During these days, the sun projects seven triangles of light that slowly slide from top to bottom of The Kukulkan Pyramid in Chichen Itza; as time goes by, a serpent seems to descend from the temple and the last ray of light is projected onto the head of the feathered serpent at the base of the stairway. The phenomenon lasts approximately 3 hours before sunset.

This effect is due to the Earth’s own movements, rotation on its axis and around the sun, as well as the variant of its ecliptic, and the tilt of the Earth’s axis. Because of this, we’ll be able to observe that the sun is appearing in different positions.

The Mayan considered all these variables and with great attention observed the possible phenomena of light and shadow generated during each day of the year. They built the Kukulkan Pyramid taking into account all these variables.

Read the entire article on the Chichen Itza Equinox.

Inside the Pyramid of Kukulkan in Chichen Itza

Kukulkán pyramid base entrance
Kukulkan pyramid base entrance

In April 1931, seeking to confirm the hypothesis that the structure of the Kukulkan Pyramid was built on another older pyramid, excavation and exploration work began. By doing this they found a box with objects of coral, obsidian, and turquoise inlays next to human remains.

ChacMool inside the Kukulkan Pyramid in Chichen Itza
ChacMool inside the Kukulkan Pyramid in Chichen Itza

Then a figure of Chac Mool was found inside the Substructure’s Temple with nacre shell on his nails, teeth, and eyes. The room where the discovery was made is known as the room of offerings or north chamber.

Only a few meters away, a second enclosure called the Sacrificial Chamber was discovered, where more human bones were found.

Jade Jaguar in Chichen Itza
Jade Jaguar in Chichen Itza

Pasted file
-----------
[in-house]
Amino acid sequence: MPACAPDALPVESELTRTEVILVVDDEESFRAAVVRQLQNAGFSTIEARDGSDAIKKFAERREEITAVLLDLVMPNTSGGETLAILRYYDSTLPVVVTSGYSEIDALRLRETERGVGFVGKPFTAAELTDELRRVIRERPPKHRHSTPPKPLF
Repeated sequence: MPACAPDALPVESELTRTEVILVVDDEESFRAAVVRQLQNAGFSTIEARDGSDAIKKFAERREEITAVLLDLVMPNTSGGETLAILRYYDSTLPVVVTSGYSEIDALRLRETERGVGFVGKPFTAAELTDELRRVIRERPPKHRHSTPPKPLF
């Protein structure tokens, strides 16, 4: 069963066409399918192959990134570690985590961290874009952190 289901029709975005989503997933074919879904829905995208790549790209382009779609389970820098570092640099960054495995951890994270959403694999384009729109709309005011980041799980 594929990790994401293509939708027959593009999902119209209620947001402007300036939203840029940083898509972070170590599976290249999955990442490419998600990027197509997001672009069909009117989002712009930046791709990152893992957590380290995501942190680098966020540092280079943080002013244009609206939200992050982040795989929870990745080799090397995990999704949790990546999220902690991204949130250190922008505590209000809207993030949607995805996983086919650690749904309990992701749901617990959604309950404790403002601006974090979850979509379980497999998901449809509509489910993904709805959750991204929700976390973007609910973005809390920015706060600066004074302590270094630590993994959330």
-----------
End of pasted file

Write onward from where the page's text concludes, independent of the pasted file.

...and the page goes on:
Also, a sculpture of a jaguar was found. This is a red sculpture with 74 jade incrustations that simulate the characteristic spots of the jaguar; the eyes are simulated with the same stone and the fangs and teeth are painted white flint.

Physical description of The Castle in Chichen Itza

This construction is composed of a base with a square floor plan of 55.5 m per side. It has nine staggered and sloping bodies that reach a total height of 24 m, decorated with slightly protruding rectangles that look similar to Zapotec culture and El Tajin architecture.

Access to the temple was through any of the four staircases bordered by rafters, the north one has heads of feathered serpents.

The temple on the top’s main entrance consists of three gaps formed by two serpentine columns, whose heads are the bases and the tails support the lintels that were made of wood. The sanctuary or chamber with vaulted ceiling has two pilasters decorated with bas-reliefs that supported the roof; behind this chamber, there’s a narrow gallery with three doors that lead to the west, south and east stairways.

The temple has a sloping and smooth vertical wall; then follows the frieze between two molded cornices, whose central strip has three sunken panels, one of them with a Chac mask or god of rain. The jambs of the doors and the interior pilasters show figures of warriors and other richly attired characters.

An interesting fact is that the Kukulkan Temple is not perfectly aligned in the center. On the top of main staircase there’s bigger space between the last step and the wall. If you see it from the west side, you will notice how the door isn’t aligned with the temple and the top niche, bit it is aligned with the staircase.

Location of El Castillo in Chichen Itza

El Castillo in Chichen Itza is the first thing you see when entering Chichen Itza after a short road. It’s in the middle of the main square surrounded by the Great Ball Court, Tzompantli, Temple of the Eagles and Jaguars, Venus Temple, and the Warriors Temple.